Chinese President Xi Jinping (left) listens to Saudi King Salman bin Abdulaziz as Chinese Foreign Minister Wang Yi looks on during their meeting at the Great Hall of the People in Beijing on March 16, 2017. Since that meeting China's status has grown in the region. Photo: AFP / Lintao Zhang

China is kicking off 2022 with a flurry of diplomacy and partnerships in Africa and the Middle East that are ruffling some feathers.

Chinese Foreign Minister Wang Yi has just finished a trip to East Africa on a charm offensive designed to shore up China’s presence on the Red Sea coast and solidify Bejing’s role in the Horn of Africa. At the same time, China is entrenching its position as a critical player in the Middle East and threatening America’s long-standing hegemony in the region. 

The Chinese are expanding their military assistance to more Middle Eastern nations at a time of heightened tension between Saudi Arabia and Iran. As the United States continues to re-evaluate its arms sales to regional allies such as Saudi Arabia, China is increasing its export of military technology and hardware. This historic shift is part of a profound geopolitical reformulation in the Middle East. 

China’s interest in the Middle East isn’t new. As the world’s biggest importer of Middle Eastern crude oil, Beijing has long viewed the region as a strategic interest.

During the heated debates about Saudi Aramco’s initial public offering, China expressed a viable interest in becoming a primary investor in the world’s largest company. This position would have likely allowed China to upend the global dollar-denominated oil trade. The deal never happened, but the intention was clear.  

The shift taking place now is in military technology and partnership. Traditionally, Arab Gulf countries and Israel have relied on American military hardware and technology, but this is changing before our eyes, much to Washington’s chagrin. With the US reviewing certain arms sales over the ongoing conflict in Yemen, Saudi Arabia and the United Arab Emirates are changing their calculations and opening up to more direct Chinese influence.

Last month, CNN reported that Saudi Arabia had begun manufacturing ballistic missiles with China’s help. On several occasions, Saudi Arabia has purchased its ballistic missiles from China, but it hasn’t attempted to build its own until now.

The Chinese haven’t confirmed or denied if they are transferring any sensitive missile technology to Saudi Arabia. Instead, they have underlined the fact that the two countries have long been “comprehensive strategic partners” and “have maintained friendly cooperation in all fields, including in the field of military trade.”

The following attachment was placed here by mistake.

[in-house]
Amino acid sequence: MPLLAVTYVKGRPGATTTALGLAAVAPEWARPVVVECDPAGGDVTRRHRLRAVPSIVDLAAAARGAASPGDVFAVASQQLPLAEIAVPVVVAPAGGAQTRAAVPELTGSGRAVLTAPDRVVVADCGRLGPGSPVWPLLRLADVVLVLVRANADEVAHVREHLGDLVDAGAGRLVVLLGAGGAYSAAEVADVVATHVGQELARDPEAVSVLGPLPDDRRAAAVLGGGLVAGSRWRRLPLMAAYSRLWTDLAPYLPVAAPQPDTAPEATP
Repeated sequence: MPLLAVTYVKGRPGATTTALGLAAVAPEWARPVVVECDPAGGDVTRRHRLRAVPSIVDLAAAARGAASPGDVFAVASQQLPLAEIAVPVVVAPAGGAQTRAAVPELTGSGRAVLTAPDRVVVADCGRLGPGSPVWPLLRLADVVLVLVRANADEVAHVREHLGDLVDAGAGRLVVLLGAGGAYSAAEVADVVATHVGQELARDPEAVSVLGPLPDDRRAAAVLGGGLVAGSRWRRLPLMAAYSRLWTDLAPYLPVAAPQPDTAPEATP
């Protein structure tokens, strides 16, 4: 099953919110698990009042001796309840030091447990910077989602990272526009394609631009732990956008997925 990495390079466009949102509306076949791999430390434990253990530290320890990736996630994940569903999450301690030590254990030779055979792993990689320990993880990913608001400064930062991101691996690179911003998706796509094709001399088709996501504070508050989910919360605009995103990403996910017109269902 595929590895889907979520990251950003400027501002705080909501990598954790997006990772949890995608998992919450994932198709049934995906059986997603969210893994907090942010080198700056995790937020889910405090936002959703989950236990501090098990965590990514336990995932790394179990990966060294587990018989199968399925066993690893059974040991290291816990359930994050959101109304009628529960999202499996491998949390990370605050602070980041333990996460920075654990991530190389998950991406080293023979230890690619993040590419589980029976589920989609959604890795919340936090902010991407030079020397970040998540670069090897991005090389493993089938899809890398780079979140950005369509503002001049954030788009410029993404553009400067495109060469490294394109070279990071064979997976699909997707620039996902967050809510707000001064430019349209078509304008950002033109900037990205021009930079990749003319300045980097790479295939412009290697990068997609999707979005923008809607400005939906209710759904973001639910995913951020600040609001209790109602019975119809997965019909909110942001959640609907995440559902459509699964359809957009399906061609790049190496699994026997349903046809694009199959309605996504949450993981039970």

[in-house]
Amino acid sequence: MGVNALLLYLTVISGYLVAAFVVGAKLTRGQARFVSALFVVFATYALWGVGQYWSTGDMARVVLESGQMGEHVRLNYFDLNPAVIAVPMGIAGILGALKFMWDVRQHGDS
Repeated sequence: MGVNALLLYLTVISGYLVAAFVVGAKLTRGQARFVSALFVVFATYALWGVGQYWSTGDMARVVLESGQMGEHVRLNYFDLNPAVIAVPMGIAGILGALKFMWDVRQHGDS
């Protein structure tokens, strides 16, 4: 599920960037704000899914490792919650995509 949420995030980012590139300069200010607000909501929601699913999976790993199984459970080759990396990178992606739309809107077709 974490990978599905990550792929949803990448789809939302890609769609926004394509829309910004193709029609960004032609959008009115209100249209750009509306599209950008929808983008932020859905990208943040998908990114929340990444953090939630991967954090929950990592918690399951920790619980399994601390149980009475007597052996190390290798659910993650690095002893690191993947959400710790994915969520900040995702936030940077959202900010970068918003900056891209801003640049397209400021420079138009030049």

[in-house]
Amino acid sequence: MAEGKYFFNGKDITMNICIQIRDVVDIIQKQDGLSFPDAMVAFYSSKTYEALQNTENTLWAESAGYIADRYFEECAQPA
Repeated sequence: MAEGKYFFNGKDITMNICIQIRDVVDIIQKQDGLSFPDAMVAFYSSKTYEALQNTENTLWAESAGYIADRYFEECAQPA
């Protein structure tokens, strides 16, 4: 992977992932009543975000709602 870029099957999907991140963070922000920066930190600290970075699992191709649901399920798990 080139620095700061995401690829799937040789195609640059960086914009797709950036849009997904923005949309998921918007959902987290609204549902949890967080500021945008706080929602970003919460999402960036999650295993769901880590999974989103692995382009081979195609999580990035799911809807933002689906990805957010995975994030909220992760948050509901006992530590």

The shift toward open military cooperation in Saudi Arabia likely prompted Israel to “promise” President Joe Biden’s administration to inform the US of any significant new deals with China. Israel has a long history of military cooperation with Beijing, but it has been mainly under the radar until recently, even though China is its third-largest economic partner. 

As China pushes deeper into the Middle East, Israel faces a complex calculation: Bring its relationship with Beijing into the open or attempt to continue business as usual. 

It appears to be choosing the former. Last year, Israel rejected an offer by the US to inspect the Haifa port. Chinese companies have been involved in expanding the port, and the US is concerned that the Chinese are using their position to monitor joint Israeli-American military operations.

The Israeli newspaper Haaretz reported that “Israeli officials were even told that the American Sixth Fleet would stop docking at Haifa port as a result of Chinese presence.” Despite intense pressure from the US, Israel rejected the inspection offer. 

Geopolitics stops for no country. Whether the US likes it or not, the Chinese footprint in the Middle East is growing thanks to decades of careful planning and quiet courtship. With Chinese purchases of Middle Eastern crude oil on the rise and the US divided on the future of its position in the region, Beijing’s influence will deepen and come fully into the light.

The key to China’s geopolitical success continues to be infrastructure development. Whether expanding ports in Haifa or providing missile infrastructure to Saudi Arabia, the Chinese have found great success in exporting infrastructure across the region and much of the world. If it’s not broken, why fix the policy?

The question is how the US will respond to this profound shift. The Donald Trump administration in essence gave Israel everything it had long desired in torpedoing the peace process with the Palestinians and moving the US Embassy to Jerusalem. Given America’s seeming inability to withhold military aid to Israel, what other carrots and sticks does the US have to use against deepening cooperation between Israel and China? 

Since the US has been reviewing military aid to Saudi Arabia, one can understand Riyadh’s interest in deepening its own military partnership with China, which comes with virtually no strings attached. 

Don’t expect the US to lose its dominant position overnight, but the tides are turning. Unless the Biden administration comes up with a creative new way to engage American allies in the region, China’s pull will continue to result in deeper partnerships and greater cooperation. The shift has already started. 

This article was provided by Syndication Bureau, which holds copyright.

Joseph Dana

Joseph Dana is a writer based in South Africa and the Middle East. He has reported from Jerusalem, Ramallah, Cairo, Istanbul, and Abu Dhabi. He was formerly editor-in-chief of emerge85, a media project based in the UAE exploring change in emerging markets.